Going to an addiction treatment facility is the first and of course, the most important step for many in their recovery from addiction. This is just the first step in a long journey.
The 30 to 90 days most spend in Rehab is usually just the first period of many years that will follow in recovery. Most people find that after they’ve been wrapped in up in addiction for years or even decades, a short stint of 2-3 months in Rehab has only cleansed their bodies of the substances.
The real recovery process begins in what is called “aftercare.” Aftercare for addiction treatment may include several things, including:
- Intensive Outpatient Treatment – or “IOP,” a process where people are under supervision but are allowed to leave the facility to attend treatment programs, job training, etc.
- Partial Hospitalization Program – or ‘PHP,” refers, as the name implies, where the patient is in a hospital setting for part of the time and attends treatment elsewhere at different intervals.
- Sober Living Homes – These are sometimes called “halfway houses” although that term is completely wrong as it actually refers to supervised release from jail – which of course, is something else entirely.
Simply put, adjusting to life after rehab is extremely challenging, and after being removed from the rehab routine, it is essential to continue one’s addiction treatment using one or more of the options listed above. Although most facilities are hush-hush about relapse rates after Rehab, it is safe to say that more than half (and up to 70%+) will relapse after Rehab without further treatment.
Luckily, many programs, organizations, and resources are out there to help recovering alcoholics move on to a life of sobriety.
Programs and Organizations for Aftercare for Addiction Treatment
Many rehab facilities operate their own aftercare for addiction treatment programs. The scope of these programs varies tremendously. Examples of aftercare services some rehab facilities provide include sober-living arrangements, follow-up therapy, medical evaluations, and alumni support groups. While most rehabs are very good at letting patients know what aftercare services are available, it is best to contact them if you are unsure.
Sober Living Homes
A sober living home is a residential facility for individuals recovering from substance abuse. Some are affiliated with rehab facilities and government organizations, but the majority operate independently. Sober living homes are found across the United States, but most are based on the West Coast, particularly California. Sober living homes have been proven to increase the likelihood that recovering alcoholics will remain sober, as shown in many studies. While most sober living homes are designed for temporary residence of less than a year, some offer longer-term options.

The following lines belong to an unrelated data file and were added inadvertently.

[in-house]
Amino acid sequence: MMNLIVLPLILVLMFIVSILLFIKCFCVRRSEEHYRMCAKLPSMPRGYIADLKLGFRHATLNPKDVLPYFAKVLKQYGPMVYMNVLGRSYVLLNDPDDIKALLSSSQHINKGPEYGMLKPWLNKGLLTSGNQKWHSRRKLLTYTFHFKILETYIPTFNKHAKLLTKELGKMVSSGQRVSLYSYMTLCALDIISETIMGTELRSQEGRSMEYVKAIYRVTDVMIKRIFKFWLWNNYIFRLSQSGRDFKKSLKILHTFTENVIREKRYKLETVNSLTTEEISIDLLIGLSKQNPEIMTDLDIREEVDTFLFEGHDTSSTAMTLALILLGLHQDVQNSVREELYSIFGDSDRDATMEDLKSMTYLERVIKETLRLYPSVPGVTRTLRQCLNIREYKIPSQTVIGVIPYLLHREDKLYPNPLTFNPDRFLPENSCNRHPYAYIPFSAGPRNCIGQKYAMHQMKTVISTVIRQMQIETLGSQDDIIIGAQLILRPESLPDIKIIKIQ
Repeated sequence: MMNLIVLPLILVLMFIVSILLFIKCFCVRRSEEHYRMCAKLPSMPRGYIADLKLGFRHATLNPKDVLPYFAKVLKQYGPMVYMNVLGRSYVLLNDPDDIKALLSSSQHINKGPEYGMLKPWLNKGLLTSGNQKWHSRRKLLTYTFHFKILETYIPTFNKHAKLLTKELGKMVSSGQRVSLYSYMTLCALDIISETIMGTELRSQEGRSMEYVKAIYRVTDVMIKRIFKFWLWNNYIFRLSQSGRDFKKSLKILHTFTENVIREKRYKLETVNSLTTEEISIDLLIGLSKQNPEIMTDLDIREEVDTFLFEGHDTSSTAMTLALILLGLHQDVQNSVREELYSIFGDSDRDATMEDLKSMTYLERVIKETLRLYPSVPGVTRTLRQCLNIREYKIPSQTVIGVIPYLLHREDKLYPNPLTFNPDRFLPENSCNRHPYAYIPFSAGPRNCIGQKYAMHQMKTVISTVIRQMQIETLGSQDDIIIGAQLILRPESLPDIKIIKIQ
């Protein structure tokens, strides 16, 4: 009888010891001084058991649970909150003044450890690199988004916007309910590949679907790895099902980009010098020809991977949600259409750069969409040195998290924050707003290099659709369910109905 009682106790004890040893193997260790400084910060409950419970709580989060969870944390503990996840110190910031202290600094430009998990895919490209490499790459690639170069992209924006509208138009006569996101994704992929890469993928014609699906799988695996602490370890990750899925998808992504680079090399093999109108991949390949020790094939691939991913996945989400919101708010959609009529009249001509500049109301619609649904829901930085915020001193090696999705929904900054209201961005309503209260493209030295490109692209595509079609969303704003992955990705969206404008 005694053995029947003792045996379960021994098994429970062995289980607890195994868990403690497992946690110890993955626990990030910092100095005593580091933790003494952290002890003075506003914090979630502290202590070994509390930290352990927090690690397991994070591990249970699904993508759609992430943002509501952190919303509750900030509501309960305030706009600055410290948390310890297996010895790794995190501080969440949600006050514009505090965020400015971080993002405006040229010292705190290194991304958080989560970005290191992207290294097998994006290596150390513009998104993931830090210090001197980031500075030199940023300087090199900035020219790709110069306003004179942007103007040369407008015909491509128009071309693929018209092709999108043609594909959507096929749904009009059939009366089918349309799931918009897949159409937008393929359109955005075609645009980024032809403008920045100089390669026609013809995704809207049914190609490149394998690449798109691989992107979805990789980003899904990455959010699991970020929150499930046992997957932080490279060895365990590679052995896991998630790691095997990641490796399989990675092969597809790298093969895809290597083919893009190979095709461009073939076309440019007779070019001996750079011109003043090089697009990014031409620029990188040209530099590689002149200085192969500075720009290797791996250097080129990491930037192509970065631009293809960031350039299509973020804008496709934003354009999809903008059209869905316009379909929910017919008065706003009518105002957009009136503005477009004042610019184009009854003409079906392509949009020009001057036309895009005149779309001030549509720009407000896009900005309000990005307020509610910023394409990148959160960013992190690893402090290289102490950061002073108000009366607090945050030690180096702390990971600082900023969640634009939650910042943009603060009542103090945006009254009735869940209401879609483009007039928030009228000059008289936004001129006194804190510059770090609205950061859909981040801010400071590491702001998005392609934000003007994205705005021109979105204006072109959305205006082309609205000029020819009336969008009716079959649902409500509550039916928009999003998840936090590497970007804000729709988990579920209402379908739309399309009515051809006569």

Some sober living homes have a leader who creates the rules and enforces them, while others operate more collectively and democratically. Both models have proven effective, and which one is “best” depends on the individual in question. While every sober living home operates under a different set of guidelines, most share some characteristics in common, including a promise by all residents to remain sober, abiding by certain curfews, and sharing certain expenses. Most sober living homes have stricter guidelines for new residents, that are gradually lessened the longer the individual lives in the home.
Therapy and Counseling
Aftercare for addiction treatment always includes therapy and counseling sessions which are held daily (sometimes multiple times a day) in inpatient rehab facilities. These are perhaps the most critical part of the process. Continuing therapy and counseling after leaving rehab are equally critical. It is generally advised for newly sober former alcoholics to attend weekly sessions, gradually reducing frequency to bi-weekly and monthly as time goes on and their sobriety is more secure. Therapy and counseling are especially important for alcoholics with a dual diagnosis with an additional mental health condition, who need treatment for both.
There are many types of therapy available. Some of the most popular for the treatment of alcoholism include:
- Cognitive Behavioral Therapy
- Experiential Therapy
- Faith-Based Drug Rehab
- Holistic Therapy
It is strongly recommended that all recovering alcoholics regularly attend support groups, especially early in sobriety. Support groups are groups of recovering alcoholics (and other substance abusers) and sometimes their families who meet and discuss shared issues. These issues range from how they came to realize they needed to get sober to how specific alcoholism treatment medications impact them. Support groups provide a number of benefits, including offering a judgment free atmosphere where members feel understood, giving a sense of stability and people to fall back on in hard times, and being a source of advice and information.
The vast majority of support groups are classified as 12-Step programs. These programs generally break down recovery into steps that all members are expected to follow. 12-Step programs are modeled after Alcoholics Anonymous, by far the best known and most widely attended substance abuse group in the world. While Alcoholics Anonymous in particular and 12-step programs in general are the most popular support groups, many others are available for individuals who feel a different approach would work best for them. Although it is difficult to accurately gauge the success rate of individual groups, studies have shown that regularly attending a support group substantially increases the likelihood that a recovery alcoholic will remain sober.